This defence caused the entire system to grind to a halt. The situation was an appalling paradox. In Roman culture, parricide was a crime that provoked a unique horror; there was nothing worse than murdering a parent. The typical punishment was a bizarre form of the death penalty, which involved the perpetrator being sewn into a sack with a monkey, a snake, a dog and a chicken and then thrown into the Tiber to drown. The purpose of the animals is unclear; the purpose of the sack was to deprive the murderer of the air and water, and prevent their bones from touching and defiling the earth. It was impossible to imagine a confessed parricide being left unpunished. Rome, however, had a predominantly self-help justice system, where private families and individuals investigated and punished slights against themselves. It was not the role of the state, particularly during the time of the Republic (510-27 BC), to interfere with such private matters as a vengeance killing within the family. The right independently to enact justice, especially when avenging the death of your own children, was central to the Roman conception of a just world. It was, therefore, equally impossible to imagine such a killing being punished.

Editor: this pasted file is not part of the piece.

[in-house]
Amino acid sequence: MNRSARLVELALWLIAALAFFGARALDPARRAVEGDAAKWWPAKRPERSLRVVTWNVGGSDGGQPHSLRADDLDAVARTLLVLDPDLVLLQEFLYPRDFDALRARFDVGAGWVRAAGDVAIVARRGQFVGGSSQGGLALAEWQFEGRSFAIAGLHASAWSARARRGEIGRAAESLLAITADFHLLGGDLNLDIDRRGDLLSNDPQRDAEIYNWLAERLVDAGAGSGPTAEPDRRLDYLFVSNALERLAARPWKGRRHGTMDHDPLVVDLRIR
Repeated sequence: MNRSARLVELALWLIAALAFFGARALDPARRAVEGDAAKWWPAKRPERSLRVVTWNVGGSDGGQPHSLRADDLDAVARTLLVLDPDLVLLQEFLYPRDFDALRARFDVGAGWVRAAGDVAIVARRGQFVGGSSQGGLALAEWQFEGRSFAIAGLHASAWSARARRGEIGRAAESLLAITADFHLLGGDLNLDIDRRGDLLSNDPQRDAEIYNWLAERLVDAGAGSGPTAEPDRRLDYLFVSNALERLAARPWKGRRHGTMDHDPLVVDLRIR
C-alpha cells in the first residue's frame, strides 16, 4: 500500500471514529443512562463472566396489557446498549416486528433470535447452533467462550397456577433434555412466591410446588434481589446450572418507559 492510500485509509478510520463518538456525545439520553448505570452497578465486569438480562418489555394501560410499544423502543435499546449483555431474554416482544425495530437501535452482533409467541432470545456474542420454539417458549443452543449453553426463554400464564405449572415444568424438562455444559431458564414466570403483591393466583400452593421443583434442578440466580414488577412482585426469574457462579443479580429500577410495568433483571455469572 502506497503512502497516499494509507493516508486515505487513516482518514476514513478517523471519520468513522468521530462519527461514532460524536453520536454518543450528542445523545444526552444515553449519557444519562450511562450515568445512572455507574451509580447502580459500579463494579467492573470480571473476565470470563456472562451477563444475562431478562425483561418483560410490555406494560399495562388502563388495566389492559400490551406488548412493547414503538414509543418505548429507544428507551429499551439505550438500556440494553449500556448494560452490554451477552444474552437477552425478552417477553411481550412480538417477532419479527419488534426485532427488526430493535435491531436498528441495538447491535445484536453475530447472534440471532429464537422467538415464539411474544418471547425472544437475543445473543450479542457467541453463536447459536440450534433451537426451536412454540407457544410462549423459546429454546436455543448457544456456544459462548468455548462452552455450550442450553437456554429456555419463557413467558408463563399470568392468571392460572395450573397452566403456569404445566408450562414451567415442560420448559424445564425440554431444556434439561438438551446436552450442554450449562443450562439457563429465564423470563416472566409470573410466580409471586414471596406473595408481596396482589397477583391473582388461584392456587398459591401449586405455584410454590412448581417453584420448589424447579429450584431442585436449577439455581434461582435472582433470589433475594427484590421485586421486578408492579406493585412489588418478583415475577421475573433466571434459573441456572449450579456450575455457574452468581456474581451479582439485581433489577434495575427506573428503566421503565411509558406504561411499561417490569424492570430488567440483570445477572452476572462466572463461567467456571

For Laenas, the situation was a nightmare. For most of Republican history there was no formal law criminalising homicide: the Roman government was so deliberately decentralised that it did not see itself as a state which was harmed by private homicide. The murder of a private person did not affect the various magistrates’ power, and therefore the state need not interfere.

Therefore, if he punished a woman who had acted, in the depths of her grief for her children, to justly avenge their murder, then he would be passing judgment on all such killings and suggesting that vengeance killings were criminal. This could not be countenanced.